Good health not just about weight, says a 'lighter' doctor
I AGREE with Dr Yik Keng Yeong ('Excellent doctors despite wide girth; July 19) that doctors should look their part.
Since my girth has been mentioned, your readers may wish to know that I have lost 10kg after three years, but am still trying to lose another 5kg, which so far has proven to be mission impossible. This is because I enjoy food, in particular, roti prata, cheesecake, char kway teow and ice kachang.
However, obesity is only one of the risk factors of poor health. Recent research has shown that about 20 per cent of obese people are perfectly healthy with normal cholesterol and blood sugar, and a good family history. They also live a long and healthy life.
My late friend, Professor Chao Tzee Cheng, used to tell me that 30 per cent of people who die suddenly of heart attacks are not obese, but they indulge in unhealthy habits such as smoking, excessive alcohol intake, lack of exercise and risky sexual behaviour, and have a poor diet and poor family history.
Good health is a lifelong journey and you start when you are young. Parents must instil in their children healthy lifestyle habits such as having a good diet, regular exercise, not smoking and not drinking alcohol, as well as prevent childhood obesity.
Good health is not a number, be it your age, weight, body mass index, how often you jog or the number of kilometres you run. It is a sense of well-being physically, mentally, socially and spiritually.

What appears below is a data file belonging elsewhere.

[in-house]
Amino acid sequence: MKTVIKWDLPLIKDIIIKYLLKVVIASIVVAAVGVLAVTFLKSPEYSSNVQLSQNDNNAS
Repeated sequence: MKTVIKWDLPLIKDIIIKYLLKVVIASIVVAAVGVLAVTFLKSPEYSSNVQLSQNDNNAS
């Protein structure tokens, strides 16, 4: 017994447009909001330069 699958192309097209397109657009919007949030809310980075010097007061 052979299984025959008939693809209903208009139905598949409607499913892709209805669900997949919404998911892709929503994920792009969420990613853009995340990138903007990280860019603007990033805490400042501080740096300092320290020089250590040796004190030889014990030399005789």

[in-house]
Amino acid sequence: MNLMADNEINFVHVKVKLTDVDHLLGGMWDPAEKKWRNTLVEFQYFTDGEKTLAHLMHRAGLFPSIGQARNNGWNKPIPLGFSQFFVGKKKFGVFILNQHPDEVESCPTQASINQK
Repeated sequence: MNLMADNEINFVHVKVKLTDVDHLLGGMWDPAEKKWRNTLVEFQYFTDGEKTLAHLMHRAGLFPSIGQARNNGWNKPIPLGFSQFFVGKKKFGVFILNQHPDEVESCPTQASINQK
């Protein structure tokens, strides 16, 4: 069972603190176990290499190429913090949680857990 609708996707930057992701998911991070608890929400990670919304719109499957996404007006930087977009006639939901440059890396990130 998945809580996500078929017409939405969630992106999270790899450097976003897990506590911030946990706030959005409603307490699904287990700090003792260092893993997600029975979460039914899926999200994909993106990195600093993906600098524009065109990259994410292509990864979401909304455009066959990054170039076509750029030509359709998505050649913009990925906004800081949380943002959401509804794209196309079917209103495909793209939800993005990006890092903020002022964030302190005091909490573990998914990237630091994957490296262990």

In this regard, the National Arthritis Foundation, together with a geriatrician, is organising a number of seminars and talks in the latter part of the year and next year to address issues of health literacy, active ageing and patient empowerment.
We need to change the whole concept of health, focusing more on prevention and self-management. The present debate of 'girth and health' is simplistic and does not address the more important issues of good health.
Professor Feng Pao Hsii
Chairman, National Arthritis Foundation
I wish that more people could appreciate the truth of what he has to say about health being more than just a number. Today's society is incredibly obsessed with appearances especially how heavy one is. Look at how popular weight loss drugs are, to the point that many doctors have been charged (in Singapore, anyway) with indiscriminate dispensing of appetite suppressants like phentermine. I used to have patients with BMI's of 18 coming to my clinic asking for weight loss medication!
Open your eyes, people. Good health is not just skin deep.